Researchers from Caltech and UNLV, with the support of scientists from Carnegie, have demonstrated a new way to create in the laboratory a mineral that only exists in meteorites and deep below the Earth's crust. The discovery indicates that the formation of planets and certain minerals in the early solar system may have involved collisions between much smaller bodies than previously thought.
In work carried out in part at NSLS-U2A and at HPCAT, the group reports evidence for small quantities of the mineral wadsleyite formed upon shock compression of thin layers of magnesium oxide and fused quartz. Wadsleyite is widely believed to be the most abundant mineral in the Earth between 410 and 520 km depth. The conditions under which wadsleyite forms are known from static high pressure experiments, but it had never before been recovered from a laboratory-scale shock wave experiment, which lasts only a minor fraction of a second. However, wadsleyite has been found in some meteorites that consist of debris that formed upon natural shock events during collisions of proto-planetary bodies in the early solar system, as shown in the accompanying figure. Based on the size of the wadsleyite grains recovered from the experiment, it can be inferred that the wadsleyite in the meteorites from the early solar system could be generated by collisions between bodies one to five meters in diameter, or a thousand times smaller than calculated by earlier models. Therefore high-velocity, destructive collisions among objects in the early solar system may have developed at an early stage of its evolution. Infrared spectroscopy, carried out at NSLS-U2A and x-ray diffraction, carried out at HPCAT, were used to do the initial characterization of the shocked sample. Using backscatter electron diffraction techniques, the size of the wadsleyite grains could then be determined to be several micrometers in diameter. Thus, growth rates of the wadsleyite grains during shock were in the range of several meters per second. Usually crystal growth occurs on rates many orders of magnitude slower. [O. Tschauner, et al., Proc. Nat. Acad. Sci., 106, 13691-13695 (2009)].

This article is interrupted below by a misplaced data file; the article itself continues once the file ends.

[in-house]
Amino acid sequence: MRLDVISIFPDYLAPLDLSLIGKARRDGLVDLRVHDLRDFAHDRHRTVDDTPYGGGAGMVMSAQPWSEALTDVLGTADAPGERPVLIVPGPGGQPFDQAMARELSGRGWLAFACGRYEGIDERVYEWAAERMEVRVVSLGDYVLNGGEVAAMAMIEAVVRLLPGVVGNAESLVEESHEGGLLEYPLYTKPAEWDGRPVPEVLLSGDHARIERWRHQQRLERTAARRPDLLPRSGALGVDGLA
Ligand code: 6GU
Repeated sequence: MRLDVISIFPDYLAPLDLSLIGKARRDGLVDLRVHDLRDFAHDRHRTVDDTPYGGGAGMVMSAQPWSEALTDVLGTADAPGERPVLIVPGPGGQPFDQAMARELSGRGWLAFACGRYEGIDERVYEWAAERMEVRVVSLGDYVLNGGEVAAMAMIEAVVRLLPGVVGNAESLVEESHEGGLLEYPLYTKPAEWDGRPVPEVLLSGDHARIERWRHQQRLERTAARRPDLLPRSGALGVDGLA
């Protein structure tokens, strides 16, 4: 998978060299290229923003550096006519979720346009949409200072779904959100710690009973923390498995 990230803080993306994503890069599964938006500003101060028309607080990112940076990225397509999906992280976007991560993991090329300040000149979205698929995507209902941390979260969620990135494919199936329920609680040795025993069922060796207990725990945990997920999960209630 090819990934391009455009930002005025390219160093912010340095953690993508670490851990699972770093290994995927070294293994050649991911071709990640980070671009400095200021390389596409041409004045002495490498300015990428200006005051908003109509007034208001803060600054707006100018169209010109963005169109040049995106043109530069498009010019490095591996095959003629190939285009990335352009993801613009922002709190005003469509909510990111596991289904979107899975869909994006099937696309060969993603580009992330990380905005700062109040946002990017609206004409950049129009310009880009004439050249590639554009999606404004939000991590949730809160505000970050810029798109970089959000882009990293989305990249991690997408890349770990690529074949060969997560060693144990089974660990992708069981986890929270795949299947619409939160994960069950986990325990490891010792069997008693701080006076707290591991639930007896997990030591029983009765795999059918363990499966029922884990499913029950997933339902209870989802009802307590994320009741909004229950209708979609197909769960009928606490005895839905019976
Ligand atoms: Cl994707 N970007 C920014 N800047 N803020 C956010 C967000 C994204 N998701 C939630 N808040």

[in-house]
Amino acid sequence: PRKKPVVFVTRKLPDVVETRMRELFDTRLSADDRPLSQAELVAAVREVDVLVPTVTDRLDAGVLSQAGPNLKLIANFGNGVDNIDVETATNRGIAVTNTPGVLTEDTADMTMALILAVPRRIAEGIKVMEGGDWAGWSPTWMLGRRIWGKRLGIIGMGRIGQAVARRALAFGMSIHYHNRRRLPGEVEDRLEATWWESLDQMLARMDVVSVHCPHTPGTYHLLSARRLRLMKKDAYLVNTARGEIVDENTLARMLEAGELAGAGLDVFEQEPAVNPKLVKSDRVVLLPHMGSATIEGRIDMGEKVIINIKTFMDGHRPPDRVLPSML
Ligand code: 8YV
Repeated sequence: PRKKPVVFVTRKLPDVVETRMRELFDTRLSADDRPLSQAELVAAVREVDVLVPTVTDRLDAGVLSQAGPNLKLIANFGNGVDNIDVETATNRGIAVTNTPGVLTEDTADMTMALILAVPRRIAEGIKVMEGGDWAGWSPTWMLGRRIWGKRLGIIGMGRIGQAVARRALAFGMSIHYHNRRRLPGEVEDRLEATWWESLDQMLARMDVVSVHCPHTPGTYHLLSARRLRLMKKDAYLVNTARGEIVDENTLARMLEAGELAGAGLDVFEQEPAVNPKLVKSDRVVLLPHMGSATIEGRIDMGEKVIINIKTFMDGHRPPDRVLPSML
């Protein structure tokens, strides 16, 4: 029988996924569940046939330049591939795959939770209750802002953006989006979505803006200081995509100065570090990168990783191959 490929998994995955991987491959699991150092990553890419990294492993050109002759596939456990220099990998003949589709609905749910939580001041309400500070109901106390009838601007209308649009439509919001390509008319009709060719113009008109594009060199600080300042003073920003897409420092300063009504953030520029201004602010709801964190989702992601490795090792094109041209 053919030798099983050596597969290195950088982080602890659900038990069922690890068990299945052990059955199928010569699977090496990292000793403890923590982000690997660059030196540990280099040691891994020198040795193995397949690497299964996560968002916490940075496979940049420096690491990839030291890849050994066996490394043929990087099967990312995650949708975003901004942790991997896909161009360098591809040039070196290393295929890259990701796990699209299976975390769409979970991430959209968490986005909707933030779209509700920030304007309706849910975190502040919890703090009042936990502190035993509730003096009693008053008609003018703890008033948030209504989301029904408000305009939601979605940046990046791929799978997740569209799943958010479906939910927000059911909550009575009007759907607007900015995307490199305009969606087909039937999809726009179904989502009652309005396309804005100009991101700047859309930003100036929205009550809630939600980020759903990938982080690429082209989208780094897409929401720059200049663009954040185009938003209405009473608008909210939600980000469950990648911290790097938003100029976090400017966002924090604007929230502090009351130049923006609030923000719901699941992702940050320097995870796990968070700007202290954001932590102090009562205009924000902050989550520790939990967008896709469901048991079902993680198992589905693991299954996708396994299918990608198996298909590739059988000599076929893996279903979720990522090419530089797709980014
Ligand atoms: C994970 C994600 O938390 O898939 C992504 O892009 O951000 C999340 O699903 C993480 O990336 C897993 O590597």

Douglas Rumble, a geochemist at the Geophysical Laboratory, suggests that this may lead to a new way of examining meteorites. "One now has to consider whether shock features in meteorites could have been caused by small or large collisions," Rumble notes. "The next step is to do more experiments and try additional techniques that give [very high] resolution so we can understand the shapes and microstructures...of the wadsleyite crystals."